8. How Do You Handle Stress and Pressure?
What do you do when things don’t go smoothly at work? How do you deal with difficult situations? The employer wants to know how you handle workplace stress.
Do you work well in high-stress situations? Do you thrive on pressure, or would you prefer a more low-key job? What do you do when something goes wrong?
- The best way to respond to this question is to share an example of how you have successfully handled stress in a previous position.
Avoid claiming that you never, or rarely, experience stress. Rather, formulate your answer in a way that acknowledges workplace stress and explains how you’ve overcome it, or even used it to your advantage.
9. What Are Your Salary Expectations?
What are you looking for in terms of salary? Questions about money are always tricky to answer. You don’t want to sell yourself short or price yourself out of a job offer. In some locations, employers are legally prohibited from asking you about salary history—but they can ask how much you expect to get paid.
Do your research before the meeting so that you’ll be prepared to name a salary (or salary range) if you’re asked. There are several free online salary calculators that can provide you with a reasonable range based on your job title, employer, experience, skills, and location.
10. What Are Goals for the Future?
Are you a job hopper? Or do you plan on staying with the company, at least for a while? Where do you envision your career going? Do your plans for the future match the career path for someone typically hired for this position?
This question is designed to find out if you’re going to stick around or move on as soon as you find a better opportunity. Keep your answer focused on the job and the company, and reiterate to the interviewer that the position aligns with your long-term goals.
How To Prepare for a Job Interview
The more time you spend preparing for a job interview, the better your chances will be of acing it. You’ll feel more comfortable speaking with the hiring manager if you’re familiar with the company’s products and services.
Research the company. Before your interview, take the time to learn as much as possible about the job and your prospective employer. There are many different resources you can use to find information and news about the organization, its mission, and its plans.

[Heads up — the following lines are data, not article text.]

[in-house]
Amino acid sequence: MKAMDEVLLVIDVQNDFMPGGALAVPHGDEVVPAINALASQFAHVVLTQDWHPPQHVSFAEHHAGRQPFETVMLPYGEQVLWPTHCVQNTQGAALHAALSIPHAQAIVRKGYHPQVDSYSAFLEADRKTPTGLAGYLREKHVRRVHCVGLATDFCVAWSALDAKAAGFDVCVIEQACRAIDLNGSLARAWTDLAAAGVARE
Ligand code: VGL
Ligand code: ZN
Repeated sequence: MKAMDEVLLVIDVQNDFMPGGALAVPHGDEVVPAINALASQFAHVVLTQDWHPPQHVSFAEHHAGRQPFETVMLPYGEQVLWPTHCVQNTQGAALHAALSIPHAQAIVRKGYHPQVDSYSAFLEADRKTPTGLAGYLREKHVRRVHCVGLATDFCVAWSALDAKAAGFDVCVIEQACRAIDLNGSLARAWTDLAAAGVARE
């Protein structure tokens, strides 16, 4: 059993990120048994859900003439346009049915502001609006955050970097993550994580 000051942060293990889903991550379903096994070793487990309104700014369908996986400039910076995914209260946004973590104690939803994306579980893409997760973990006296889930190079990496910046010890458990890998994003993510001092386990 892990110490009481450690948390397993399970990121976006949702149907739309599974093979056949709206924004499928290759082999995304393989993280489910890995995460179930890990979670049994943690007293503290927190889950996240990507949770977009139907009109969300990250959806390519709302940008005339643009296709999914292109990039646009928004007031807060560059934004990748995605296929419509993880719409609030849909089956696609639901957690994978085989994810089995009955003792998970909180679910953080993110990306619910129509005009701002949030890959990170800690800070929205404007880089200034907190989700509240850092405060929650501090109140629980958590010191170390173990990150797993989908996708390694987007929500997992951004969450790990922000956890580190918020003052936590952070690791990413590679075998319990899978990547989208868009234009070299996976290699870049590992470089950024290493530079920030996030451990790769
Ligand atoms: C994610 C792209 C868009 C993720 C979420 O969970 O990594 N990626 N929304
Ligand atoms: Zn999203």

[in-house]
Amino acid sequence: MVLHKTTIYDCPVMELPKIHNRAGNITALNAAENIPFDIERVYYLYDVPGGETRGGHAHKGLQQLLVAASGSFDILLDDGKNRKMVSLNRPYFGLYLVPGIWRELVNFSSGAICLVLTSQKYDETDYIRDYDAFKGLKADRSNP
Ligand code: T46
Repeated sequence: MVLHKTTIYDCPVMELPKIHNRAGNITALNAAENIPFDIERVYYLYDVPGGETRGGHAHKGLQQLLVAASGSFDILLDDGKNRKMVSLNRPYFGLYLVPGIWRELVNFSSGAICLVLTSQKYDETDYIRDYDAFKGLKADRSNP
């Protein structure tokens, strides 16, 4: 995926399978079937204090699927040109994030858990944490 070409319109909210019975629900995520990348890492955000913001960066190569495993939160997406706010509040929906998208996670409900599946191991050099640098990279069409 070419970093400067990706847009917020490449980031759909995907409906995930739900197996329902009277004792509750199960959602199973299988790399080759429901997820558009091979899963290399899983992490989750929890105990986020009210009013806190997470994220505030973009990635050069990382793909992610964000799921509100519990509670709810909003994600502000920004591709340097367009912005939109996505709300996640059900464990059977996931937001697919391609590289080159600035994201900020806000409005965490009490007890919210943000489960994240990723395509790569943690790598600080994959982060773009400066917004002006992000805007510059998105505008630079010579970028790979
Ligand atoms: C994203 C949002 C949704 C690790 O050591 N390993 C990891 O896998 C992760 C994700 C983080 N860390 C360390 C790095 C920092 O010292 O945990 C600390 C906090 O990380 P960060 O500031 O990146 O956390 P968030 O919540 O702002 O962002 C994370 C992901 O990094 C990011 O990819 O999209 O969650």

Tap your connections for insider information. Who you know at a company can help you get hired.
- Check LinkedIn to see if you have connections who work at the company. Ask them if they can give you any advice that will help with the interview process.
If you’re a college graduate, check with your career office for alumni who may be able to help.
Make a match. Take the time before the interview to make matches between your qualifications and the requirements as stated in the job announcement. This way, you will have examples at hand to demonstrate your suitability for the job.
Practice your responses. Write out your answer in advance for each question and then read it aloud to ensure it sounds natural. Try to keep it short and sweet. You don’t want to come across as the type of person who endlessly drones on about themselves.
Be prepared to show and tell. It can be helpful to remember the tip “show, don’t tell.” For example, rather than stating that you are an excellent problem solver, instead give an example that demonstrates this, ideally drawing on an anecdote from your professional experience.
How To Make the Best Impression
The first impression you make at a job interview, is going to be the most important one. Hiring managers can decide whether you’re a good candidate, or not, within a few minutes of meeting you. These tips will help you make a terrific first impression.
Dress for success. What you wear to the interview is important because you don’t want to be underdressed or overdressed. A three-piece suit can be as out of place as shorts and a t-shirt. Carefully choose appropriate attire, and don’t be afraid to ask the person who scheduled the interview if you’re not sure what to wear.
Be on time or a little early. You definitely don’t want to keep your interviewer waiting, so be on time or a few minutes early for your appointment. If you’re not sure where you’re going, do a trial run ahead of time so you know how long it will take you to get there.
- If your interview is virtual, check to make sure that you’re comfortable with the technology ahead of time.
Keep it positive. Always try to put a positive slant on your responses to questions. It’s better to give the impression that you’re more motivated by the possibility of new opportunities than by trying to escape a bad situation. In addition, it’s important to avoid bashing your current organization, colleagues, or supervisor. An employer is not likely to want to bring on someone who talks negatively about a company.
Follow up after the interview. After every job interview, take the time to send a thank-you note or email message sharing your appreciation for the time the interviewer spent with you, and reiterating your interest in the job. If there was something you wish you had said during the interview, but didn’t get a chance to, this is a good opportunity to mention it.